Table 1

Kinetic properties of nicotinic currents evoked in rat layer 5 pyramidal neurons by application of ACh with short pressure pulses

 Control response (n = 43) MLA-sensitive component (n = 20) DHβE-sensitive component (n = 21) 
Initial amplitude (pA) −131.3 ± 101.5 −144.2 ± 131.8 −27.6 ± 17.9 
  n.s. (control) P < 0.001 (control) 
   P < 0.001 (MLA) 
Rise time (ms) 19.7 ± 8.8 21.4 ± 9.8 1070.0 ± 870.0 
  n.s. (control) P < 0.001 (control) 
   P < 0.001 (MLA) 
Area (nA × ms) 111.3 ± 82.2 57.6 ± 52.6 85.6 ± 50.2 
  P < 0.05 (control) n.s. (Control) 
   n.s. (MLA) 
Fast decay time constant (ms) 53.8 ± 31.5 39.8 ± 19.6 — 
  n.s. (control)  
Slow decay time constant (s) 2.9 ± 1.8 1.3 ± 1.2 4.9 ± 3.2 
  P < 0.05 (control) P < 0.01 (control) 
   P ≤ 0.001 (MLA) 
 Control response (n = 43) MLA-sensitive component (n = 20) DHβE-sensitive component (n = 21)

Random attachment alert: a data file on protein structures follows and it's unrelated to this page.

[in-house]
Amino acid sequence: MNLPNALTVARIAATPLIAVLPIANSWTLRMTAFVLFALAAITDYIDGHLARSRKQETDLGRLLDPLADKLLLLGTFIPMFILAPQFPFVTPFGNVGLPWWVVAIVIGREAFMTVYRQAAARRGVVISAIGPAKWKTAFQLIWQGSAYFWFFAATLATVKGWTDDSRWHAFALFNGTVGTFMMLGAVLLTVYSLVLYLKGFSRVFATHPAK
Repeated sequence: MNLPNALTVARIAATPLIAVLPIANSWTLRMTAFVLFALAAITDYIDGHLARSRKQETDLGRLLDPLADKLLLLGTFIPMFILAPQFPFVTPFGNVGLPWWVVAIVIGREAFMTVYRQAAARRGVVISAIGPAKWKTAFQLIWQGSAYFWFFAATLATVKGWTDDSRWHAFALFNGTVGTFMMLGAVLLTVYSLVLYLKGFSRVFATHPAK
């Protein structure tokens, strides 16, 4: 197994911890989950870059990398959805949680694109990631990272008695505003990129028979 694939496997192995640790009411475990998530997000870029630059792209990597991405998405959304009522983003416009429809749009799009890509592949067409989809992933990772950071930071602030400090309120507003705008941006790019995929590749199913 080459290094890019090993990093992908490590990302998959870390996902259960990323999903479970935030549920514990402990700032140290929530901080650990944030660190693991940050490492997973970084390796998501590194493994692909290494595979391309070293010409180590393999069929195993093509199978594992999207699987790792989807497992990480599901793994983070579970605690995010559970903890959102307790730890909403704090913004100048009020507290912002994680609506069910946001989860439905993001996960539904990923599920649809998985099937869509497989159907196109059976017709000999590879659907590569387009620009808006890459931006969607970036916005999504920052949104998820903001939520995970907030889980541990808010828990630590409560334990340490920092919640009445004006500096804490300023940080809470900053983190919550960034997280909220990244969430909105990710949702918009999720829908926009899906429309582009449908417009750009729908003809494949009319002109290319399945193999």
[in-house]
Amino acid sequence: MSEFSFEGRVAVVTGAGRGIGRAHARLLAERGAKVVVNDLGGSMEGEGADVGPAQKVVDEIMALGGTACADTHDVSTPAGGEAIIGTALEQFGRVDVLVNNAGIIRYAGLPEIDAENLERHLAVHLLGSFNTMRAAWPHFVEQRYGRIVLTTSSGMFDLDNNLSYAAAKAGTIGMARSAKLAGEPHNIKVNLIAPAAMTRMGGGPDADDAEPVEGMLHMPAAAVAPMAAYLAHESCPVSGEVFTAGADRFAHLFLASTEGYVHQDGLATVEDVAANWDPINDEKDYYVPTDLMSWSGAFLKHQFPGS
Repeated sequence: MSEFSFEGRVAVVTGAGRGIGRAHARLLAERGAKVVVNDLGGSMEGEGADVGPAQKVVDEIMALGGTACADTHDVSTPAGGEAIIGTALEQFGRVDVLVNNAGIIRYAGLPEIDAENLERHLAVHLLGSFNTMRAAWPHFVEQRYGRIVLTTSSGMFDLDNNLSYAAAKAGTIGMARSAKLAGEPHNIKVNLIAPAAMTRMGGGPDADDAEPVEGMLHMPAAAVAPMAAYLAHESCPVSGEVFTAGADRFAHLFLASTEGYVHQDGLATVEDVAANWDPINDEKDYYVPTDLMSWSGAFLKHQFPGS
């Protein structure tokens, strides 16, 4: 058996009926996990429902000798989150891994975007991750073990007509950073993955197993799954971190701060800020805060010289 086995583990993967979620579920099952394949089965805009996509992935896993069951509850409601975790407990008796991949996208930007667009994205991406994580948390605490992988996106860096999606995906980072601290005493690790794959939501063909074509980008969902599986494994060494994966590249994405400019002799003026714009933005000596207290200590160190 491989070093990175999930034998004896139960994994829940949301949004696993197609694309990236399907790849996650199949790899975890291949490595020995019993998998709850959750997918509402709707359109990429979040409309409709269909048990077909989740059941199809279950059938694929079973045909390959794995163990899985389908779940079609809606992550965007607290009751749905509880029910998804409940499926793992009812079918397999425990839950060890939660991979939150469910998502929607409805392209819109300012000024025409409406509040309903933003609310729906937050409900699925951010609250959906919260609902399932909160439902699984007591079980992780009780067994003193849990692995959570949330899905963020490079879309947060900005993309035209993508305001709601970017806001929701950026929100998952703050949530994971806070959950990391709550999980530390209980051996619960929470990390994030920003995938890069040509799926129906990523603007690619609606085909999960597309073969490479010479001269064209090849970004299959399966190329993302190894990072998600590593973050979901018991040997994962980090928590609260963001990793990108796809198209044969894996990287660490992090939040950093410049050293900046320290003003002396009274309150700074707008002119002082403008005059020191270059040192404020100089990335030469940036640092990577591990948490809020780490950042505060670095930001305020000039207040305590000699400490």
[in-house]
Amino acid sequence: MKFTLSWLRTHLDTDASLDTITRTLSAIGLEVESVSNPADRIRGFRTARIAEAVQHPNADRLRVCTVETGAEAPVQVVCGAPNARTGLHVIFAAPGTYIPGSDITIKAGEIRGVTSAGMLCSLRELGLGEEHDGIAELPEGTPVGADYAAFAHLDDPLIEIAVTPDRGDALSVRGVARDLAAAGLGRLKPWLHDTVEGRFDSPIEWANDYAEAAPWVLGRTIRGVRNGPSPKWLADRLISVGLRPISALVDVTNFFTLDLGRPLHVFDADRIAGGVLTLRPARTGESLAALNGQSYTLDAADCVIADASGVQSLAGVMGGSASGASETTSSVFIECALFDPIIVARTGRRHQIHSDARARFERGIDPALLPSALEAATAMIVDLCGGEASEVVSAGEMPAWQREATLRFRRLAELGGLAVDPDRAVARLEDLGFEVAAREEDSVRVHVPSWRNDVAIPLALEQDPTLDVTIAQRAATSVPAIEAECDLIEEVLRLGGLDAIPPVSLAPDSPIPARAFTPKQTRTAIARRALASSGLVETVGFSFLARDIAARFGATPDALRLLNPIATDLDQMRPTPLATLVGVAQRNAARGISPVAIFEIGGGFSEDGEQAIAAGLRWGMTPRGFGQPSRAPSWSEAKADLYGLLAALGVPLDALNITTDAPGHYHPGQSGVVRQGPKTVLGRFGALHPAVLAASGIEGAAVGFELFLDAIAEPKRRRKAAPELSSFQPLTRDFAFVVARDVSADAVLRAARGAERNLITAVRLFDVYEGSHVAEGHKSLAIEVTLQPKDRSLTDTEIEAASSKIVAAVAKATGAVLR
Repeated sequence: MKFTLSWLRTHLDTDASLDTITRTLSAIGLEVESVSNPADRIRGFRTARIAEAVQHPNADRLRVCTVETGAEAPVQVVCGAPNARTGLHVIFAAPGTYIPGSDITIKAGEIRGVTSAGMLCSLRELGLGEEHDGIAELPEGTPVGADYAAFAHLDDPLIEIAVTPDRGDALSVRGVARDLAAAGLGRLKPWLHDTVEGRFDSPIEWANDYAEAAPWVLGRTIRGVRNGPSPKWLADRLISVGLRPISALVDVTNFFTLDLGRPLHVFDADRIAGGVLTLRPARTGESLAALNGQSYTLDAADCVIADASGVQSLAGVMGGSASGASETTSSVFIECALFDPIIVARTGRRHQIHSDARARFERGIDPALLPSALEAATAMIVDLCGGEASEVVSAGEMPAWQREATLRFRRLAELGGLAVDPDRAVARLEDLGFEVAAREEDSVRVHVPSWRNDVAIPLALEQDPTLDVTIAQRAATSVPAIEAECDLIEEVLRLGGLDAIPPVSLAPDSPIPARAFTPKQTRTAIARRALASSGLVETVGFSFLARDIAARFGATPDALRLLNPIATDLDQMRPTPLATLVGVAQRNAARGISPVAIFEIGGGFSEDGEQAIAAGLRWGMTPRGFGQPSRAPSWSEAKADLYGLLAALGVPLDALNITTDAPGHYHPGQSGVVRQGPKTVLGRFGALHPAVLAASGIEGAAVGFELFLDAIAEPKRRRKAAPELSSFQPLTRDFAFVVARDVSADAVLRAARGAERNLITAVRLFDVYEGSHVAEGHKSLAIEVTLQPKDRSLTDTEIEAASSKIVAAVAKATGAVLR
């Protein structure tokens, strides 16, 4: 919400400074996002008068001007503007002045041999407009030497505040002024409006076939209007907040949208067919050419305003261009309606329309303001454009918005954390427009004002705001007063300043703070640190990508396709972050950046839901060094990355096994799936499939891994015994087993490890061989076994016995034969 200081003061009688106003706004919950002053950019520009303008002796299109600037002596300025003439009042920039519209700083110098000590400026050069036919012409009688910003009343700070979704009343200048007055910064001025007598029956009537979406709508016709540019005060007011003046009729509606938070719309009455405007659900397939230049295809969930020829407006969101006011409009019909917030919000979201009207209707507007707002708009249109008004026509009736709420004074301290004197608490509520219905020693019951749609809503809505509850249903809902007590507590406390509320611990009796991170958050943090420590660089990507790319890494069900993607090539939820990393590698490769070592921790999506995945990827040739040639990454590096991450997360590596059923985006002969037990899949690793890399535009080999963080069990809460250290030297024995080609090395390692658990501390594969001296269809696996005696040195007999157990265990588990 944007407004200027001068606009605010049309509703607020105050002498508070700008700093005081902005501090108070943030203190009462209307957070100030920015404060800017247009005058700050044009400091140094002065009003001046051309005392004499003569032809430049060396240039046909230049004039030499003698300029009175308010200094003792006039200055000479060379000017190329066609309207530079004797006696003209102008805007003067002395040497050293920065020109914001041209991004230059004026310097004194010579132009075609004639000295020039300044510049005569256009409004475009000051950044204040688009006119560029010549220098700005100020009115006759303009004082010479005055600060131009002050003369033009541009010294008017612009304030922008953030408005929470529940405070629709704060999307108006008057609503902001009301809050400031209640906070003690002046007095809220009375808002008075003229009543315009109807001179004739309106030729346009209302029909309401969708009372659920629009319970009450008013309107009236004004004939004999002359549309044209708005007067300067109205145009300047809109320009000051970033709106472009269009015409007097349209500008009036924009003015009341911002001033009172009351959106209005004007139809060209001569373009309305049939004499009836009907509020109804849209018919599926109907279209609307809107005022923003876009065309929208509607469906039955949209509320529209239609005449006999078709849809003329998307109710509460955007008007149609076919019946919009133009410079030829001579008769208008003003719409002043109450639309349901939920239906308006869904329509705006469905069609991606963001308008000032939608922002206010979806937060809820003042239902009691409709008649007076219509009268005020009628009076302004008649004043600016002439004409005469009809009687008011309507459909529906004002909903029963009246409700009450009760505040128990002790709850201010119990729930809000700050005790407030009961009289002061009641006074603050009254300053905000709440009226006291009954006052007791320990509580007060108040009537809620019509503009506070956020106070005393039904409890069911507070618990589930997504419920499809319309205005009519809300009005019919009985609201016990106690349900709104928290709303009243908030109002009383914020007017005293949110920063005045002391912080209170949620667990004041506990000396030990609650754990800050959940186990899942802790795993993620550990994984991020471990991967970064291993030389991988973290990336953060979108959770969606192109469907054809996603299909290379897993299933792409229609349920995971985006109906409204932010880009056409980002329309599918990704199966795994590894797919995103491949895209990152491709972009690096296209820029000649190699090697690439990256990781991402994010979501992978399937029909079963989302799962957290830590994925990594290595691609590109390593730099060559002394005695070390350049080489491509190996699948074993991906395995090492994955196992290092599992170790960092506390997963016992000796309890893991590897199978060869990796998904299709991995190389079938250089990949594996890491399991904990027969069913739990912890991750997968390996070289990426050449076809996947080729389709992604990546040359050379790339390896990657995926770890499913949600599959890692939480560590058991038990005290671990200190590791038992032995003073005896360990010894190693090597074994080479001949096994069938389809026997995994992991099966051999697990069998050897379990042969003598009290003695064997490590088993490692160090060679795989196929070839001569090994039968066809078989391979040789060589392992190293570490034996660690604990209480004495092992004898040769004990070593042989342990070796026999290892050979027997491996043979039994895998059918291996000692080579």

Initial amplitude (pA) −131.3 ± 101.5 −144.2 ± 131.8 −27.6 ± 17.9 
  n.s. (control) P < 0.001 (control) 
   P < 0.001 (MLA) 
Rise time (ms) 19.7 ± 8.8 21.4 ± 9.8 1070.0 ± 870.0 
  n.s. (control) P < 0.001 (control) 
   P < 0.001 (MLA) 
Area (nA × ms) 111.3 ± 82.2 57.6 ± 52.6 85.6 ± 50.2 
  P < 0.05 (control) n.s. (Control) 
   n.s. (MLA) 
Fast decay time constant (ms) 53.8 ± 31.5 39.8 ± 19.6 — 
  n.s. (control)  
Slow decay time constant (s) 2.9 ± 1.8 1.3 ± 1.2 4.9 ± 3.2 
  P < 0.05 (control) P < 0.01 (control) 
   P ≤ 0.001 (MLA)